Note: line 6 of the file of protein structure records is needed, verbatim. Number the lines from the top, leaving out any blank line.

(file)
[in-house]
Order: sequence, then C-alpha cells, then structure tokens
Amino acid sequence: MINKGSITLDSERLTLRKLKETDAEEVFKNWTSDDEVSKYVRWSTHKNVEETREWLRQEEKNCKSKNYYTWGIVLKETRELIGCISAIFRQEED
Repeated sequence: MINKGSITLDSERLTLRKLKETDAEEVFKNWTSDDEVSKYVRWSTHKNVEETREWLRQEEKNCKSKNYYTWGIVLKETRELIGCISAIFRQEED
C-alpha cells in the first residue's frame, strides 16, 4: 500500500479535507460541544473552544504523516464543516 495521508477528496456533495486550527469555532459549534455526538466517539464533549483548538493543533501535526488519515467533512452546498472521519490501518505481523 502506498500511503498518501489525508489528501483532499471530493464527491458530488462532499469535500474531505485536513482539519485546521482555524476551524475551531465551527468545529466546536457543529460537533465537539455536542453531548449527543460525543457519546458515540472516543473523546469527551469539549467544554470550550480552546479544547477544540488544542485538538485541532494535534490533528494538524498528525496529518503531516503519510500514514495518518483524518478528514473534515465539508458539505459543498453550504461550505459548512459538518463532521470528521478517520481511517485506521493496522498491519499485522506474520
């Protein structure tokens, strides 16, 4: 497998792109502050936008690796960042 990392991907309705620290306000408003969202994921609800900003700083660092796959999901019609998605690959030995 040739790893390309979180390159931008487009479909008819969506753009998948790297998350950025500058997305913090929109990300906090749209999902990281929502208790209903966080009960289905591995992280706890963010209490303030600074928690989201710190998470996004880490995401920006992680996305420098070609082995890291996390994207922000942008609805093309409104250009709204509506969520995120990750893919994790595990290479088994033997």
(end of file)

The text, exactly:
């Protein structure tokens, strides 16, 4: 497998792109502050936008690796960042 990392991907309705620290306000408003969202994921609800900003700083660092796959999901019609998605690959030995 040739790893390309979180390159931008487009479909008819969506753009998948790297998350950025500058997305913090929109990300906090749209999902990281929502208790209903966080009960289905591995992280706890963010209490303030600074928690989201710190998470996004880490995401920006992680996305420098070609082995890291996390994207922000942008609805093309409104250009709204509506969520995120990750893919994790595990290479088994033997």